Place ingredients into a screw top jar, shake to combine. Place away from direct sunlight and store for 2 months.

Try this recipe for Slow-Cooked Jerk Pork with Dirty Rice.

Chai Spice

Makes 1/2 cup

This Indian spice has very aromatic flavours which are quite versatile. Usually used in a fragrant, milky tea – thus the name chai which means ‘tea – it can also be used in cakes, biscuits, oatmeal or spread with honey on toast. One of the key flavours used in chai spice is cardamom with green the preferred type as it has a sweet taste that is aromatic whereas black cardamom tends to be more smoky. To make the much-loved drink, just add water, milk, tea (try Assam or Ceylon) and sugar to the spice mix in a saucepan and let it brew.

2 tbsp ground ginger
2 tbsp ground cardamom
1 tsp freshly grated nutmeg
1 1/2 tsp ground cloves
1/2 tsp freshly ground black pepper
2 tbsp ground cinnamon

Combine all ingredients into a screw top jar, store away from direct sunlight. Can be stored for 2 months.

Add chai spice to this devilishly good Chai Spiced Chocolate and Cherry Self-Saucing Pudding.

Curry Powder

Makes 3/4 cup

Although the curry we know today is clearly associated with the Indian food found at your local take-away it seems that the origin of the word is actually British as there is no such word used in India. Some suggest that the origin may be the Tamil word ‘kari’, meaning spiced sauce, but it the consensus is that curry power is an anglicised concoction of may Southeast Asian spices. It was brought from England to Australia by a young carpenter named Joseph Keen back in the 1840s and has become an essential ingredient in the curry recipes we make today. This recipe is quite mild, if you prefer a hotter one, add more chilli powder.

5 tbsp ground coriander seeds
2 tbsp ground cumin seeds
1 tbsp ground turmeric
2 tsp ground ginger
2 tsp dry mustard
2 tsp ground fenugreek seeds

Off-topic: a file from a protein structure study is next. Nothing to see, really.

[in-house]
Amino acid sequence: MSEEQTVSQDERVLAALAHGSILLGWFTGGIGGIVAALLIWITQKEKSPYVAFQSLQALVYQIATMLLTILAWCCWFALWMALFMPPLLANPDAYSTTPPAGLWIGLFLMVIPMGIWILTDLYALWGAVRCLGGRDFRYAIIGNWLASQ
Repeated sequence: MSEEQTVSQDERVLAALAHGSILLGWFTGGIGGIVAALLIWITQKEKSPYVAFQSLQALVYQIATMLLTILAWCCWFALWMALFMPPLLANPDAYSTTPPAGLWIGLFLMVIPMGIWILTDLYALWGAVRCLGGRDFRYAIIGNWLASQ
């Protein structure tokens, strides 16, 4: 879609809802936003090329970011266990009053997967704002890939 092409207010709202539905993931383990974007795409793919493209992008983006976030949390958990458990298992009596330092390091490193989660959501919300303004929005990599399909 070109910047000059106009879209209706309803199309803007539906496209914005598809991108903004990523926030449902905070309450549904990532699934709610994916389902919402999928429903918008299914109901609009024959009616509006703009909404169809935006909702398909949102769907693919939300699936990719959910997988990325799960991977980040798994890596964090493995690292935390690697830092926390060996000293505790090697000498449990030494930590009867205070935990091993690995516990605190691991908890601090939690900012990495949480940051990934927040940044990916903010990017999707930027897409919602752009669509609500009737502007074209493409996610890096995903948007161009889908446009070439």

1 1/2 tsp ground black pepper
1 tsp ground cinnamon
1/2 tsp ground cloves
1/2 tsp ground cardamom
1-2 tsp ground chilli peppers, depending on how hot you want the powder to be

Combine all ingredients into a screw top jar, store away from direct sunlight. Can be stored for 2 months.

Use your homemade curry powder in this quick and easy Cashew Chicken Curry.

Ras El Hanout

Makes 2/3 cup

This North African spice mix can contain 20 or more spices and herbs and is often used in Moroccan cooking. The name is Arabic for “top of the shop” as it usually contains a mixture of the best spices and herbs that a merchant will have. Often the actual ingredients of the strong, aromatic blends were kept secret but often included a mix of black pepper, coriander, ginger, paprika and allspice. Adding rose petals gives a more authentic feel to your homemade mix. Add some olive oil to create a marinade or use it to flavour poultry, meat, game, rice and cous cous.

2 ½ tbsp ground cumin
2 tbsp ground coriander
1 tbsp ground cinnamon
2 tsp ground ginger
2 tsp freshly ground black peppercorn
1 tsp ground turmeric
1 tsp ground cardamom
A good pinch of saffron threads, ground
1 tsp salt
1 tsp ground allspice
1 tsp ground nutmeg
1/2 tsp cloves
1 tbsp ground dried rose petals (optional)

Combine all ingredients into a screw top jar, store away from direct sunlight. Can be stored for 2 months. Note: rose petals are available from gourmet shops.

Try it in this recipe for Slow Roasted Lamb 
with Lemon & Olive Cous Cous.